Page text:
Spring might only be weeks away, but in Canberra the government's central scrutinizer is gearing up for a tech clean-up with a slew of audits dominating the public sector's IT capabilities in the latest list tranche of reviews for the next 12 months.
The Australian National Audit Office (ANAO) this week revealed its highly anticipated annual work program of potential reviews, with no less than 14 zeroing in on IT, cyber security and privacy.
The tech probity probes follow one of the worst years for high-profile IT blunders during 2018, despite the Digital Transformation Agency’s best efforts to stop projects from boiling over.
The scope of potential audits range from scrutiny of central technology policy and processes to targeted inspections of individual IT projects at a number of central agencies.
The approval and oversight of major IT projects, particularly “projects with long-term delivery schedules”, is one such area that will fall under the microscope.
“Previous performance audits have found that entities have not established appropriate governance and oversight arrangements to support the delivery of project outcomes on time and on budget,” the ANAO said.
“In particular, outcomes may be compromised by a lack of competition in tendering processes, scope creep and passive contract management.”
In the case of the national biometric database, the ANAO described the Australian Criminal Intelligence Commission's handling of the project as “deficient in almost every significant respect” following procurement.
The cross-portfolio audit would look at the procurement process, including how agencies manage contracts and maintain value for money after government approval.
Another potential audit that is likely to have government-wide ramifications will examine the government’s collective buying power for purchasing cloud services.
It would be particularly timely given last week’s $39 million three-year volume sourcing agreement with hyperscale cloud provider Amazon Web Services.
The review would likely look at the “security, privacy and financial and legal implications” of acquiring cloud solutions through channels like the Digital Transformation Agency cloud service panel.
Infosec focus to continue
Following a series of adverse findings relating to the cyber resilience of agencies over the past two years, the ANAO will again use its work program this year to examine infosec controls.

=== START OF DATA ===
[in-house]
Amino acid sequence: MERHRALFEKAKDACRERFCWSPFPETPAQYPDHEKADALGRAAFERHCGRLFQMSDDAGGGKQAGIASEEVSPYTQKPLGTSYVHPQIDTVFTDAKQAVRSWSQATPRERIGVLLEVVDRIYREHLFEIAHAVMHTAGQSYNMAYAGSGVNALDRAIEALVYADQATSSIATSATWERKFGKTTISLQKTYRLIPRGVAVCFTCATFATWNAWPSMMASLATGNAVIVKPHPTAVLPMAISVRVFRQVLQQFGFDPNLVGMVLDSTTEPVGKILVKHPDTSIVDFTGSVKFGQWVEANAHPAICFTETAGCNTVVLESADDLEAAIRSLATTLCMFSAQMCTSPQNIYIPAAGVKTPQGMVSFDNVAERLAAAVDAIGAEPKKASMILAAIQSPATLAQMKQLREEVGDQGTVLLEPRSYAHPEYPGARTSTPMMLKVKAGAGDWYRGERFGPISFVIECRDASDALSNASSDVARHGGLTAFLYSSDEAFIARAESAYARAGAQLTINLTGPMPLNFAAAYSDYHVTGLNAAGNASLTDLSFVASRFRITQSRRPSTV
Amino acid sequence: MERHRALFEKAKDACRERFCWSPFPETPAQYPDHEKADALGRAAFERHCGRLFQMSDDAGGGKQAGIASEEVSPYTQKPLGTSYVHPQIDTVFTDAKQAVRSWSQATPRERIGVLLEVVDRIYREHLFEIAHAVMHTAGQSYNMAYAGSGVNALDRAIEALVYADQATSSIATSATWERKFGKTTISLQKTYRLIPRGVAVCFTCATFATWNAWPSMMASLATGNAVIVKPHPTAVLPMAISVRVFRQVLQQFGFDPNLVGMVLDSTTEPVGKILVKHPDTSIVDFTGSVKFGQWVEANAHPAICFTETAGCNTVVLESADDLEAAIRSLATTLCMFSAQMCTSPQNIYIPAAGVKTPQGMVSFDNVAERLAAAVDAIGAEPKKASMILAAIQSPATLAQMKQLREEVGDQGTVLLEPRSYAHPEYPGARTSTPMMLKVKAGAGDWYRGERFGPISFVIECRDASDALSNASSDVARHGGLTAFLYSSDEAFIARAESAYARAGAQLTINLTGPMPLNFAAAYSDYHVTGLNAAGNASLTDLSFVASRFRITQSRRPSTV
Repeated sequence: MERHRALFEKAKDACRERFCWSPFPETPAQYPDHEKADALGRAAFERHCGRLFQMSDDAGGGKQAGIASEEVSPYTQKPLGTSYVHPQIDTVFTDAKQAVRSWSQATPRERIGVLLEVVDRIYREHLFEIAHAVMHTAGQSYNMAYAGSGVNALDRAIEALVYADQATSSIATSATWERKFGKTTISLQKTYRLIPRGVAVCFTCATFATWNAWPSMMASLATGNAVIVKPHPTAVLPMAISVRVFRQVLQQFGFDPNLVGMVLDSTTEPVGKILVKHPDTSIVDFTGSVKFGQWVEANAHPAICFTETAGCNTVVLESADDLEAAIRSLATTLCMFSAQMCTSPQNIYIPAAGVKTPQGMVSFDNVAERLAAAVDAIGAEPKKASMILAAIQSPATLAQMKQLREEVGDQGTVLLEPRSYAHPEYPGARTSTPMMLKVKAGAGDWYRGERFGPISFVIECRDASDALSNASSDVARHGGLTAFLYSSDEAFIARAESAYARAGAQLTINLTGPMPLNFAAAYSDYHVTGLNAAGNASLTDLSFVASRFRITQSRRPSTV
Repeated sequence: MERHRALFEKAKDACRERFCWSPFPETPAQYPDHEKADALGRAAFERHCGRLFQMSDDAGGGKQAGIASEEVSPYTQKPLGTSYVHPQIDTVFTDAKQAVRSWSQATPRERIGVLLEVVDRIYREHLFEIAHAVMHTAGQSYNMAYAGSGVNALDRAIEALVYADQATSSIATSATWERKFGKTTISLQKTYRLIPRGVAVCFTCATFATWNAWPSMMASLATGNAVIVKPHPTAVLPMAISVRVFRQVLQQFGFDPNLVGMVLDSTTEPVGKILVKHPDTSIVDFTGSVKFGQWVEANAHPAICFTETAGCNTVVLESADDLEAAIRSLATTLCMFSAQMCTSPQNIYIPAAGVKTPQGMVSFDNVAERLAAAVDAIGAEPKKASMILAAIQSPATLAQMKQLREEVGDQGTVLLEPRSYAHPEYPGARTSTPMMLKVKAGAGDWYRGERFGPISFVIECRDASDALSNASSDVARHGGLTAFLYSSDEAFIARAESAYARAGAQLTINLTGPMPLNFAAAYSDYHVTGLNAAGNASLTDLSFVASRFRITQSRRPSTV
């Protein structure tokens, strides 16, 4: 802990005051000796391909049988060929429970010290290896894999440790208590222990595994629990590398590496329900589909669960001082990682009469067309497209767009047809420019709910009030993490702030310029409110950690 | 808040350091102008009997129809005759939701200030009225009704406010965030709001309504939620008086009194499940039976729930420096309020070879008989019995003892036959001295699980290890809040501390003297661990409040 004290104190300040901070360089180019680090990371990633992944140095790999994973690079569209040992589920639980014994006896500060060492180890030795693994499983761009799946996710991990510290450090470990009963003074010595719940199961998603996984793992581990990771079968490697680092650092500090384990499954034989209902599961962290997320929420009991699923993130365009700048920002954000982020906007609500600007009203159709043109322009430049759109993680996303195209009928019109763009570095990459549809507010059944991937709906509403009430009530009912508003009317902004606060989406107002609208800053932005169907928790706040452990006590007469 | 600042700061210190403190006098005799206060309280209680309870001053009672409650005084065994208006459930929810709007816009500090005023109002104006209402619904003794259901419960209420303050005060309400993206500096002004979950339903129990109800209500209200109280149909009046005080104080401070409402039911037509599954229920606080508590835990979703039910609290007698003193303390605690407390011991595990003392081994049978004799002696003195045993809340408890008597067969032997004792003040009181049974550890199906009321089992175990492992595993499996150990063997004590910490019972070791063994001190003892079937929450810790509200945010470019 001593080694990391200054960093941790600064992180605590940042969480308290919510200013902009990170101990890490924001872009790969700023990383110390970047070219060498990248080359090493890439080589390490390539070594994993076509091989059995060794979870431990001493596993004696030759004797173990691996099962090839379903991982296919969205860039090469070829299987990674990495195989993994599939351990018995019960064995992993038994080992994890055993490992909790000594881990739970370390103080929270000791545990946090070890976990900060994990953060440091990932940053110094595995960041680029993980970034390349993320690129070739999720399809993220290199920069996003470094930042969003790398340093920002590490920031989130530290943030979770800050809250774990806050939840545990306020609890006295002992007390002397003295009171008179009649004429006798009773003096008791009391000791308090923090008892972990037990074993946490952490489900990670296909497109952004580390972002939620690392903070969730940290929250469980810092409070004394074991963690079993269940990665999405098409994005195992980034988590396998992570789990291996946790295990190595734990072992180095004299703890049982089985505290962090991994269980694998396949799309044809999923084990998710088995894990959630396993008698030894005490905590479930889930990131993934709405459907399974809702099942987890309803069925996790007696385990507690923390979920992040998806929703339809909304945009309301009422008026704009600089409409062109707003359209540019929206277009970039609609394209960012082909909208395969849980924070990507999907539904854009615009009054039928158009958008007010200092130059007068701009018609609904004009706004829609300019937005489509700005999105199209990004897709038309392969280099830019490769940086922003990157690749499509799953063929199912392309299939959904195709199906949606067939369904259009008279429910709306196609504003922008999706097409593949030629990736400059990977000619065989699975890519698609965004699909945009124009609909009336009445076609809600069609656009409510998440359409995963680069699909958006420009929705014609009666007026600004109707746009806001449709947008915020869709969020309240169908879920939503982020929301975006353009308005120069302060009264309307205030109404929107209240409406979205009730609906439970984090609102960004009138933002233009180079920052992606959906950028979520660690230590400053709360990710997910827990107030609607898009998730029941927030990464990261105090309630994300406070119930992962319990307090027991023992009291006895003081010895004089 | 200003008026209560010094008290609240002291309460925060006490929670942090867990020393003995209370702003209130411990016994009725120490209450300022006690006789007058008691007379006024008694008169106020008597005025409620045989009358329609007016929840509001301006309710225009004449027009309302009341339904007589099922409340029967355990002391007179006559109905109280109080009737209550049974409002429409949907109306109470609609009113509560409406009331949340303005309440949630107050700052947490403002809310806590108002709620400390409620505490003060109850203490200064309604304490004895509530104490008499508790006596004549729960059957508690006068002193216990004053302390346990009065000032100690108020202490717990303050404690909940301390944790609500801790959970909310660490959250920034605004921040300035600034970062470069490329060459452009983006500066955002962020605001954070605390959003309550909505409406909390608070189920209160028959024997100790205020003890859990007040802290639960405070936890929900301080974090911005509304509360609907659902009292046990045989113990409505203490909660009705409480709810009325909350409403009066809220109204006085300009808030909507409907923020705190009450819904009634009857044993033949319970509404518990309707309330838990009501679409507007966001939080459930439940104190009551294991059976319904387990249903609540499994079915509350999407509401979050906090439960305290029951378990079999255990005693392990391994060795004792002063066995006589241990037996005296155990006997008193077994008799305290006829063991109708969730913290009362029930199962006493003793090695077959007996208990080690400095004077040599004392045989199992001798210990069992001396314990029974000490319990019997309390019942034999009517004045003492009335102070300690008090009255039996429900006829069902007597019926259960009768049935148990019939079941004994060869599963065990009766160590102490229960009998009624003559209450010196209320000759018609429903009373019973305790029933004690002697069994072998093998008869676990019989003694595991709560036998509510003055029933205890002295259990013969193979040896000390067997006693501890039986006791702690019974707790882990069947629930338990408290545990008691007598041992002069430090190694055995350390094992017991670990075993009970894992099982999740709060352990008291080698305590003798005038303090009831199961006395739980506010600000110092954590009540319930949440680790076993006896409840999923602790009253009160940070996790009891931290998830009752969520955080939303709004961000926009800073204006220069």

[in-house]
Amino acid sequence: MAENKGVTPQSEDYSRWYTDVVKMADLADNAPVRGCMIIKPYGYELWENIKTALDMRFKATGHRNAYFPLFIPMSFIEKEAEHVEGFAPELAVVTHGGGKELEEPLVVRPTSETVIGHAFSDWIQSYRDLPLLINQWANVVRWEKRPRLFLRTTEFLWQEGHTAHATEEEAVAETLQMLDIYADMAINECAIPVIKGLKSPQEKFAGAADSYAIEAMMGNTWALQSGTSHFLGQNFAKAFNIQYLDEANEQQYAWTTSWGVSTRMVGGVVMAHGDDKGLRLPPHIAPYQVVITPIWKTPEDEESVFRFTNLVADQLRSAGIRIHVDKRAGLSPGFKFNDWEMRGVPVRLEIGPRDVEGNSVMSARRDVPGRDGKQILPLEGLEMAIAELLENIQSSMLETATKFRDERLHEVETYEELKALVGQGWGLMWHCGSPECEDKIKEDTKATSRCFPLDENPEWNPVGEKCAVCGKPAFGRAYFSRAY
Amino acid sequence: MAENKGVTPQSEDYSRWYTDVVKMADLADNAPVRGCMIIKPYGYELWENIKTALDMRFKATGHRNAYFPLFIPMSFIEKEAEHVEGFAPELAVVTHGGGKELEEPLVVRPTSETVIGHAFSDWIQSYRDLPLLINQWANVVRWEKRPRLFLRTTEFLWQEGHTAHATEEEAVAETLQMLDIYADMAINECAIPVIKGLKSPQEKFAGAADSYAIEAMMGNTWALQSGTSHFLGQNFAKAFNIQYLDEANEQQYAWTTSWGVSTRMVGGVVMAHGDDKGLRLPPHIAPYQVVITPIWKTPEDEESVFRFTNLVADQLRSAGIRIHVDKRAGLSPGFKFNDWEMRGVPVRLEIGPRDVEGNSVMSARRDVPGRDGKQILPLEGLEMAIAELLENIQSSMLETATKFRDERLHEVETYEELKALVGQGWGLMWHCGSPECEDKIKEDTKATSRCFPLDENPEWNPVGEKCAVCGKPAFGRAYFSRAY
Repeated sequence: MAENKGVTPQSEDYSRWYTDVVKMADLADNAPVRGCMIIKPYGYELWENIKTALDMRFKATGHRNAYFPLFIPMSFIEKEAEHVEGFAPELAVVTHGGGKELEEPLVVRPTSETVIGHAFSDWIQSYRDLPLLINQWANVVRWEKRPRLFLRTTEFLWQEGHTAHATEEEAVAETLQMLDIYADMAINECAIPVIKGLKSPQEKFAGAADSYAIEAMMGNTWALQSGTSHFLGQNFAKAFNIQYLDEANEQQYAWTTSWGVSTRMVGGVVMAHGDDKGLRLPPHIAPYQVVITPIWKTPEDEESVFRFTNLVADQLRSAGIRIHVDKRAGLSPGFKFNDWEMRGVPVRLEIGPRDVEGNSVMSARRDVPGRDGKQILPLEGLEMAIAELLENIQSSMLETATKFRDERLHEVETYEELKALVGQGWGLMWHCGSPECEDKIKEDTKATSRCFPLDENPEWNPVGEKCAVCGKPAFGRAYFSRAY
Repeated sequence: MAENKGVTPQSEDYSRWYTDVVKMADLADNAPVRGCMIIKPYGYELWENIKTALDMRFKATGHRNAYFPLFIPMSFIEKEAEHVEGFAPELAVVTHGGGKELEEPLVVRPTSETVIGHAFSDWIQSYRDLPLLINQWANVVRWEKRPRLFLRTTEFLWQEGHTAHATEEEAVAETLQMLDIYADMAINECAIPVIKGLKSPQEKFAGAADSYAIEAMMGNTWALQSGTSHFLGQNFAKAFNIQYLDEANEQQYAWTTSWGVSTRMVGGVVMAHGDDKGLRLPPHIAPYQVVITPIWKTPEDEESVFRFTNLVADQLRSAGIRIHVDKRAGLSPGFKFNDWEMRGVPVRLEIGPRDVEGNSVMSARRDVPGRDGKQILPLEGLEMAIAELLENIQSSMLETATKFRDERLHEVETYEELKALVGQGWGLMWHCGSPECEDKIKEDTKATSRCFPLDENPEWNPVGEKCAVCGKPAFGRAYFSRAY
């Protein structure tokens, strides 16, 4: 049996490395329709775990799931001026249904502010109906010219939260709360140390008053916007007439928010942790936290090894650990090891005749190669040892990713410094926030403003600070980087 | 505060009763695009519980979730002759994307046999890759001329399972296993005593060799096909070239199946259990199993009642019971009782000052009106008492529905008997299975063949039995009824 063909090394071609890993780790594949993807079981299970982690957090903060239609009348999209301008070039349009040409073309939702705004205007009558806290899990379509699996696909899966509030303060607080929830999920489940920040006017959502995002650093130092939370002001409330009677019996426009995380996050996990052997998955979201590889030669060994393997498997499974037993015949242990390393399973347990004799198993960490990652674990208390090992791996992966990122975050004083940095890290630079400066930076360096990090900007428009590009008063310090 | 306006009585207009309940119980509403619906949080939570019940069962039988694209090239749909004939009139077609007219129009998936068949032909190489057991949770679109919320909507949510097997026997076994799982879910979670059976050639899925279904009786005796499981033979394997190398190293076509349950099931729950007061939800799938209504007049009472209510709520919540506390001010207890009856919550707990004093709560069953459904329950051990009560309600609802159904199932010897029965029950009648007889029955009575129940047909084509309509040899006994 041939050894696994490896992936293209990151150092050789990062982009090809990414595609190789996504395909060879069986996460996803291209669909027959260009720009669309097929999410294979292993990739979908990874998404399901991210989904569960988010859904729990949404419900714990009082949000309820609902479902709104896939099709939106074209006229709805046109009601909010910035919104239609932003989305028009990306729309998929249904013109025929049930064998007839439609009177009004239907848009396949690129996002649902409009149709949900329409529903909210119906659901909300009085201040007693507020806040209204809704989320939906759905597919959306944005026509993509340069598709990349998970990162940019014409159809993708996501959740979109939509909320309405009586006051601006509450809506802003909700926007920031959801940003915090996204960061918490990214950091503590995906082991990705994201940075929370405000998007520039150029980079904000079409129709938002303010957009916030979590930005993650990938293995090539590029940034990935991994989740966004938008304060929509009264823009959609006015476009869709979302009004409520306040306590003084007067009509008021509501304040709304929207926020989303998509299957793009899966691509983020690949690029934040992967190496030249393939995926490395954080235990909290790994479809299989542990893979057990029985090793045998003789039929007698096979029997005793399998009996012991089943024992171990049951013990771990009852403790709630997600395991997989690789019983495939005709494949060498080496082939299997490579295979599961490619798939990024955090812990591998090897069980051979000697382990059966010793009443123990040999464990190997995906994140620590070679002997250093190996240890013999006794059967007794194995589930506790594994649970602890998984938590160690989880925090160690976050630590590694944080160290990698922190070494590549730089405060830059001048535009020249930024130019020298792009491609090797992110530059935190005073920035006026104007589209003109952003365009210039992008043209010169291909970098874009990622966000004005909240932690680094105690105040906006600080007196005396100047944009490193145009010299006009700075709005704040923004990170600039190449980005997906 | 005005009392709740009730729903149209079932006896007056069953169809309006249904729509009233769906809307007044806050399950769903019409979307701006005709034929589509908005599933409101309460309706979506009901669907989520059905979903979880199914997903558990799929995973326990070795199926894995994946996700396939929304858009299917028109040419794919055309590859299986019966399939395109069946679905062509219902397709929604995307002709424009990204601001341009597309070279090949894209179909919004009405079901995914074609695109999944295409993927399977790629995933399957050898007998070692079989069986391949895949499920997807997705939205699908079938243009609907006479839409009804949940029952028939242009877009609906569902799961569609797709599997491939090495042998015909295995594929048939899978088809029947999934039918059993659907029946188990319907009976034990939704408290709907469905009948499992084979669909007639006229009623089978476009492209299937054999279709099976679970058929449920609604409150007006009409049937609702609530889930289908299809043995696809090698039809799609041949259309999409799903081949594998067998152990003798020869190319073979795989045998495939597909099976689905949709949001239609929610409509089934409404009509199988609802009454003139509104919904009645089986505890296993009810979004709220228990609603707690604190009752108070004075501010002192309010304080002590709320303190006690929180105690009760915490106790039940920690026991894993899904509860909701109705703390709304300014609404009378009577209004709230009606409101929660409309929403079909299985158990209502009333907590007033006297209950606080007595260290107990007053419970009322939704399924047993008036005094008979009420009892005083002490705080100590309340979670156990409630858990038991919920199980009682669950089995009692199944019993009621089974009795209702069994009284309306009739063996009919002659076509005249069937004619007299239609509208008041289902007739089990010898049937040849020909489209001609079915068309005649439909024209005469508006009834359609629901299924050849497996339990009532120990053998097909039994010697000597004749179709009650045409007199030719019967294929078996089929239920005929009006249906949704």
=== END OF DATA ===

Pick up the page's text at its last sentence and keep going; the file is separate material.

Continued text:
The audits are crucial for keeping agencies in check given the government’s peak cyber security agency, the Australian Signals Directorate, has no responsibility for conducting ‘spot checks’.
The ANAO has proposed conducting another review of the cyber resilience of non-corporate Commonwealth entities, though it has not disclosed which agencies will be targeted.
The audit would involve assessing cyber security controls and comparing them against ASD’s top four cyber mitigations strategies, which are considered the federal government’s minimum cyber security requirements.
The ANAO could also scrutinise how the newly forged Services Australia is “balanc[ing] the collection, storage and sharing of customer data with the appropriate protection of customer privacy”.
“As a result of Services Australia’s responsibility for delivering Medicare, Centrelink, pension payments and other services, it holds data relating to most Australians,” the auditor said.
“Maintaining confidence in the department’s ability to protect the private information of customers is a key risk that requires active and ongoing management.”
Despite the large number of audits aimed at central IT policy areas, the laundry list of potential reviews is overwhelmingly weighted toward IT projects within a number of key agencies.
One audit would look into the Department of Defence’s governance and management of its IT environment and major IT projects.
“The audit would assess Defence’s management of ICT issues at the whole-of-Defence, Chief Information Officer Group and project levels,” the ANAO said.
The Department of Veterans’ Affairs’ multi-year IT reform project known as the veteran centric reforms program is another project that could fall within the auditors’ crosshairs.
The program, which has already deployed a new self-service platform dubbed MyService, aims to improve services for veterans by streamlining DVA’s complex network of systems and replacing outdated manual processes.
The Department of Home Affairs’ controversial procurement of a new externally operated visa processing system, which will be paid for using a service fee from each temporary visa issued, could similarly be reviewed.
Other potential audits slated for 2019-20 include:
- The Australian Bureau of Statistics’ planning for the 2021 Census after a review of the high-profile 2016 eCensus debacle found the risk of a DDoS attack had been underestimated
- The Department of Prime Minister and Cabinet’s implementation of the government's 2015 public data policy statement and how selected entities are complying with data-sharing requirements
- Strategies in place from NBN Co to manage its transition from building to operating the NBN
- The Department of Communications and the Arts’ management of the $297 million universal service obligation with Telstra
- The Department of Health’s procurement of a privileged access management solution to boost its compliance with the essential eight security controls
- The Department of Foreign Affairs and Trade’s implementation of its 2017-19 business technology strategy
- Services Australia’s administration of proof identity requirements for granting access to welfare payments and other services